And it’s not like it’s hard to find your way through the levels. The levels of Spider-Man 2 are linear, offering little in exploration and freedom that many of the series’ fans had grown to love. Instead of swinging around freely, you’ll enter each level with a list mission objectives and a timer counting down to your imminent failure. You’ll have to spend some time exploring every nook and cranny of these places to achieve your goals. They usually involve rescuing hostages or beating up some bad guys stationed at various points in the level. While this may sound like fun, it becomes more aggravating when you’ve missed a hostage or hoodlum and you’ve only got thirty seconds left in on the timer. You’ll have to swing back straight across, back to the beginning of the level, and pray that you can find whatever you’ve missed. And when that godforsaken timer runs to zero, you’ll be forced to start the level all over again, with only the hope that you’ll do better next time.

To make matters even worse, the game makes little use of the features on the DS. That infamous touch screen has many gamers salivating, but it has little impact with the progression of the game. The only time you’ll get to use your stylus is when you’re disarming bombs or fighting bosses. These poorly veiled attempts at mini games will make a seasoned gamer cringe at their lack of quality. These usually involve dragging the stylus across the screen, or shooting projectiles out of the air by tapping the screen. While these rare occurrences are a breath of fresh air from the pathetic combat system, they could have been much more elaborate and challenging.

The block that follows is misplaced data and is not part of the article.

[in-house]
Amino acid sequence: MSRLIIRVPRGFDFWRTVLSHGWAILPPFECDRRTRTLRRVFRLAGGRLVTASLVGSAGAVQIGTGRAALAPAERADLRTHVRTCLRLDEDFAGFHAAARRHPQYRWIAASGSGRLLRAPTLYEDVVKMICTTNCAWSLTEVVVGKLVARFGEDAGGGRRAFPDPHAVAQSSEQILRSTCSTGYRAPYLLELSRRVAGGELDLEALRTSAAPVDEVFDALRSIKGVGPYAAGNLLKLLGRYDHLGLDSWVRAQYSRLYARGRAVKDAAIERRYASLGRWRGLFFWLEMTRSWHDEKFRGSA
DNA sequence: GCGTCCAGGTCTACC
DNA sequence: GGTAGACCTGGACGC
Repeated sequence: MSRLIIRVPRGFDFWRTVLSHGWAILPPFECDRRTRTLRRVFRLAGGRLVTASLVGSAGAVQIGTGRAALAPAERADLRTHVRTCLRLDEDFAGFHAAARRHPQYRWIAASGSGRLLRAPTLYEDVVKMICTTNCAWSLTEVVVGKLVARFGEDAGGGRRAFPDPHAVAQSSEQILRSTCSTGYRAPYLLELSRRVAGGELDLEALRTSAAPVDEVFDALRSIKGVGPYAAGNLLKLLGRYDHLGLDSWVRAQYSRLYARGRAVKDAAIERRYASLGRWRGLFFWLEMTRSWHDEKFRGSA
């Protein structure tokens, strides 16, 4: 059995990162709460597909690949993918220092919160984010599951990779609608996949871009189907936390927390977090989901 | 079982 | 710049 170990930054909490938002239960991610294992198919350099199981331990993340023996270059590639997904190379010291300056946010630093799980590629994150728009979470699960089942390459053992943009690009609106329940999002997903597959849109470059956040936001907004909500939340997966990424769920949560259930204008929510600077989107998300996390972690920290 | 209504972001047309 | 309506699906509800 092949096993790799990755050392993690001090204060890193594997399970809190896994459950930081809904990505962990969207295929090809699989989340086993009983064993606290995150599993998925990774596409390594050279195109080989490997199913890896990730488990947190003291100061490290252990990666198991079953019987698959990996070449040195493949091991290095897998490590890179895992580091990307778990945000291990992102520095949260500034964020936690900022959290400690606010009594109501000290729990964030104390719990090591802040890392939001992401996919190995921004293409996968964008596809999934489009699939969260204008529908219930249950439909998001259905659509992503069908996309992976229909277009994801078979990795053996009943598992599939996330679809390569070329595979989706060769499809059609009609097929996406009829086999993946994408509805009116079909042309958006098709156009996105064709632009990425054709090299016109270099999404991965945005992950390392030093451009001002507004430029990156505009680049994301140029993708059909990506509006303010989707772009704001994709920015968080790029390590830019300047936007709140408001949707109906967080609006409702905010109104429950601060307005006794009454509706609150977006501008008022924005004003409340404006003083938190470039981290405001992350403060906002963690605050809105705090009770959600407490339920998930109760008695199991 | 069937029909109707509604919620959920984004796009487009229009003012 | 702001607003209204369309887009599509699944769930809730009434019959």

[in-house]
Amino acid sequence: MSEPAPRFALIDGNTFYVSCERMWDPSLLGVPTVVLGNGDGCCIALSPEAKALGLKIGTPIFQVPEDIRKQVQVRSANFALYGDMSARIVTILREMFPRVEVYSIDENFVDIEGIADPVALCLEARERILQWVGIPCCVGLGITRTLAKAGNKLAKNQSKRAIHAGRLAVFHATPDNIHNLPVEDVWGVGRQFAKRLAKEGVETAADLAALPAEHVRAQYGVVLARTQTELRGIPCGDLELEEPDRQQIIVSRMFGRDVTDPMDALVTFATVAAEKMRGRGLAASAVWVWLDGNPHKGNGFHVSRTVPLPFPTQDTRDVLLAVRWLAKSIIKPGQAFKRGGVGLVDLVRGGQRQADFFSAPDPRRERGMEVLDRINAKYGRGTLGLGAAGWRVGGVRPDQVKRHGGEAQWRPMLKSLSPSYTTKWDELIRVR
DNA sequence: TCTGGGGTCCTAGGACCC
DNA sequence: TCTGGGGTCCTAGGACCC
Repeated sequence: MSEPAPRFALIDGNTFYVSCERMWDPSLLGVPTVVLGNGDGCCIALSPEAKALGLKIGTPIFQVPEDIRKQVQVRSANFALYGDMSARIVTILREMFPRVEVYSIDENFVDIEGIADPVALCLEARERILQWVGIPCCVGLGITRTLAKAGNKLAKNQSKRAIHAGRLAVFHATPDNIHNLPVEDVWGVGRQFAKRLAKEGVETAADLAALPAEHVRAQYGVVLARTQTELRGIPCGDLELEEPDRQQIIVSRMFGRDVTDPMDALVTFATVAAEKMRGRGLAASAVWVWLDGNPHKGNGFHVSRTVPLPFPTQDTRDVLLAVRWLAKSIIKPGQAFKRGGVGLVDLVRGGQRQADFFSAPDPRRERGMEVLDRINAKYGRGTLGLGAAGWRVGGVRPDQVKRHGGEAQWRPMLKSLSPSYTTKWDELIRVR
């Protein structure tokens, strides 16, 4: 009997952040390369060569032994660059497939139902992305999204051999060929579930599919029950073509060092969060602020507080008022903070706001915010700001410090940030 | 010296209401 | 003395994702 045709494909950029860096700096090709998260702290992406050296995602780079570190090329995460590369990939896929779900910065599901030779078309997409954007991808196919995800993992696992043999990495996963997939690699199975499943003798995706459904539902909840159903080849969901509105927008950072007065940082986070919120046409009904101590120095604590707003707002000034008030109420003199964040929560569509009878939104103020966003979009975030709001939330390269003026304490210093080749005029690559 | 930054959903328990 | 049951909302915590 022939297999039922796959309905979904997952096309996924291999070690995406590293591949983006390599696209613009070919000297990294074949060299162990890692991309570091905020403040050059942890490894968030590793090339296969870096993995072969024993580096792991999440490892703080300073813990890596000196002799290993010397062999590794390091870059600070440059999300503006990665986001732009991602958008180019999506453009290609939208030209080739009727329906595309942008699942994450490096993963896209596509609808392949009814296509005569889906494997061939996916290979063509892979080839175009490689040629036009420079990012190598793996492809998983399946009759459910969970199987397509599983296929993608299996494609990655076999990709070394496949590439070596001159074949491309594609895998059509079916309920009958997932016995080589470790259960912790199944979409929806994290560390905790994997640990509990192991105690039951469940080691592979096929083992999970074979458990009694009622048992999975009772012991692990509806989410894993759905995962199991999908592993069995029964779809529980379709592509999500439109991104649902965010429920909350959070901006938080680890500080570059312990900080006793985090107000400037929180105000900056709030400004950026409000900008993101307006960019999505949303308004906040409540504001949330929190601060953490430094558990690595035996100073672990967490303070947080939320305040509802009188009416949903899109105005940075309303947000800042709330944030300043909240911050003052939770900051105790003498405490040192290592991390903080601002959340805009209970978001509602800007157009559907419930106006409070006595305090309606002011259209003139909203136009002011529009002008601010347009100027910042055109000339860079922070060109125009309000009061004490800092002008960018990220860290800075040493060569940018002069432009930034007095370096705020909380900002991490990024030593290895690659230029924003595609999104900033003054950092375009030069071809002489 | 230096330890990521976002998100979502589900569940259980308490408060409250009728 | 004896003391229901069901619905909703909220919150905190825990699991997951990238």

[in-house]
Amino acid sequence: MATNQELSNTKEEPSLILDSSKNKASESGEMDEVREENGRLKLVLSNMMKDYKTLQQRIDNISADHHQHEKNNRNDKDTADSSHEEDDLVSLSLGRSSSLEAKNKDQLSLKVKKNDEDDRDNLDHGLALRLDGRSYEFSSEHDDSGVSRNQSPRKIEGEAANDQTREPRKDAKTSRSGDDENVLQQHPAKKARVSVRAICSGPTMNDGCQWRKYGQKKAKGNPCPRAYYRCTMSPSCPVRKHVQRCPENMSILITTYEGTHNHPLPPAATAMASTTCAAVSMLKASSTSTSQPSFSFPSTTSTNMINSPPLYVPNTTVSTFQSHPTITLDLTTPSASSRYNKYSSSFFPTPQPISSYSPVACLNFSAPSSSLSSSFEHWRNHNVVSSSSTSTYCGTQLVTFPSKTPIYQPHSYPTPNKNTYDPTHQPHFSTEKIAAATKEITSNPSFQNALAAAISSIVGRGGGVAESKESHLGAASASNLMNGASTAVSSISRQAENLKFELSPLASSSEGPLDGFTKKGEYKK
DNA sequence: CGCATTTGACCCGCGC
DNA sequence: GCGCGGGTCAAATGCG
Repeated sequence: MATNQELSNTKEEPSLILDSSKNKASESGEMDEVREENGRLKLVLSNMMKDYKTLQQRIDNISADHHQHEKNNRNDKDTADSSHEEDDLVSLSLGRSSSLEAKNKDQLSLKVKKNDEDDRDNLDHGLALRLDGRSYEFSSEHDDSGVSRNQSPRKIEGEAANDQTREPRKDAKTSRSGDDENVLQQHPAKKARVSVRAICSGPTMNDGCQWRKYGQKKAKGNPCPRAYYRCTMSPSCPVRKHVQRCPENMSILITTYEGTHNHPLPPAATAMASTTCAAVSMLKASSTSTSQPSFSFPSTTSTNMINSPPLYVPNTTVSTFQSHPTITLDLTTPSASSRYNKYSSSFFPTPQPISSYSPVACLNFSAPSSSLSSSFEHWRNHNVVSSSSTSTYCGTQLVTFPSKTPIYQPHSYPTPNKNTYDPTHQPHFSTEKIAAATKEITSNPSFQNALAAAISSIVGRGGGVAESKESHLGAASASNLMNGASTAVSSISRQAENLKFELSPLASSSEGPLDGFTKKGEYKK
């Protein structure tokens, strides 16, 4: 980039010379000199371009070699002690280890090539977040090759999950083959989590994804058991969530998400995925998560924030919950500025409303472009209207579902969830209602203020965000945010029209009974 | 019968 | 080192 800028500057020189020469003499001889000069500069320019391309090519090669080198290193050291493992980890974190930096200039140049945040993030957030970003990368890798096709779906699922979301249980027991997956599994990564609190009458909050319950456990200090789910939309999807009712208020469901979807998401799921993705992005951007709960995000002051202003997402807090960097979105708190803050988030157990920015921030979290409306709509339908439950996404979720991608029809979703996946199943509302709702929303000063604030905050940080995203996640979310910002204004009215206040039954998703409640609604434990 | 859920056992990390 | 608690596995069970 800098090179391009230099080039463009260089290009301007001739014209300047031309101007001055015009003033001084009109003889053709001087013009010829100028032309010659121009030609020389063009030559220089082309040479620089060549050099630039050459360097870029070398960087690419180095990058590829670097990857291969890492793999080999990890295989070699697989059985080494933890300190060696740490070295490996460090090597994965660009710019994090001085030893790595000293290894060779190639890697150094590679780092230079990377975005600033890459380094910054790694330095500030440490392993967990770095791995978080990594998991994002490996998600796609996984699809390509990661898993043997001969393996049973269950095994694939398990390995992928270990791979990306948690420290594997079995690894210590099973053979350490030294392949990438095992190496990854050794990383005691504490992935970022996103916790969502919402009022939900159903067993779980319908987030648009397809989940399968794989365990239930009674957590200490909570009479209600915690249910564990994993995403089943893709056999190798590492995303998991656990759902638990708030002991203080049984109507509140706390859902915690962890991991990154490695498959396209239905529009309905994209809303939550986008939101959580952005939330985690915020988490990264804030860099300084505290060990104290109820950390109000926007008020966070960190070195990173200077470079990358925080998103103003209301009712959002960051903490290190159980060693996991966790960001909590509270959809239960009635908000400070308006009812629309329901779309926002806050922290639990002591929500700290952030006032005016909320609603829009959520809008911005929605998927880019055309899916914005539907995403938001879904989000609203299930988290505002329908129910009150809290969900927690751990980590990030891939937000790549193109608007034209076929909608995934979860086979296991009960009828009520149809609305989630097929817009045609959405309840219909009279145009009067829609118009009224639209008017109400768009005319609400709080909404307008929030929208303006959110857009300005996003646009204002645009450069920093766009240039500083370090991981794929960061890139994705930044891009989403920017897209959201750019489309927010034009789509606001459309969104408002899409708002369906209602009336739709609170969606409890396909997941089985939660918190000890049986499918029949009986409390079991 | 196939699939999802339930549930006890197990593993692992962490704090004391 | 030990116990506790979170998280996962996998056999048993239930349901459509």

Also, the overall lack graphical and audio quality makes for a truly disappointing experience. The DS is capable of three-dimensional imagery, yet Spider-Man 2 focuses on a hybrid of 2D and 3D graphics. The levels behind you rotate as you turn around a corner, but it offers little in terms of realism. At least the characters are alive with vibrant attack animations and movements. You can watch Spider-Man’s decent array of attack animations or Doc Ock’s writhing metal tentacles. It’s a shame their bodies are pixilated nearly beyond recognition, making you squint to actually make sense of the images onscreen. Even their voices come out faint and scratchy, making you turn up the volume to understand what’s being said. Also, the game comes equipped with a soundtrack of generic action tunes, which add little dram or urgency into these lacking levels. When you look at the graphical qualities of Super Mario 64 DS or Feel the Magic, you have to wonder how this poor game was ever allowed into the gaming scene.

The Spider-Man series has struck a chord with countless fans around the world. His unique abilities and quirky character traits make this hero stand out from the tried and true cookie cutter heroes of old. And while the movies will continue to mean big sales for all involved, Spider-Man 2 DS is the runt of the litter, the poor game that was released with a formidable amount of problems. The game’s combat system needs an overhaul, the levels lack inspiration, and the presentation will make your eyes water. When compared with its contemporaries, this game lacks the shine and polish that gamers are expecting when they try out their DS for the first time. This is shameful way to start the new batch of DS games, and we can only hope that things will get better as time progresses.

4 out of 10

The author of this fine article

is a Senior Staff Writer at Thunderbolt, having joined in February 2005.

Gentle persuasion